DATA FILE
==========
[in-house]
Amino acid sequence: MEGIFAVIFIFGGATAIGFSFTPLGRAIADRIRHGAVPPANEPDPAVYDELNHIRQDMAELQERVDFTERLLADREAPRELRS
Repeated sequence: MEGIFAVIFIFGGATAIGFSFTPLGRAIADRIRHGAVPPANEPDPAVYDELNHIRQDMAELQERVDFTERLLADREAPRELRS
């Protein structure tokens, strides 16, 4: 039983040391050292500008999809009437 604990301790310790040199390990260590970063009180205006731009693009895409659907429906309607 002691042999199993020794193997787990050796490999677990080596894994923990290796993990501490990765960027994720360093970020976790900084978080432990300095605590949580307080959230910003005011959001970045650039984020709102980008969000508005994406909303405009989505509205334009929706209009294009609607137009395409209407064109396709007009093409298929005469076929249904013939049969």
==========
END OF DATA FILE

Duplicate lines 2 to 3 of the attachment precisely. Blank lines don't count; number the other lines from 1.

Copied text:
Amino acid sequence: MEGIFAVIFIFGGATAIGFSFTPLGRAIADRIRHGAVPPANEPDPAVYDELNHIRQDMAELQERVDFTERLLADREAPRELRS
Repeated sequence: MEGIFAVIFIFGGATAIGFSFTPLGRAIADRIRHGAVPPANEPDPAVYDELNHIRQDMAELQERVDFTERLLADREAPRELRS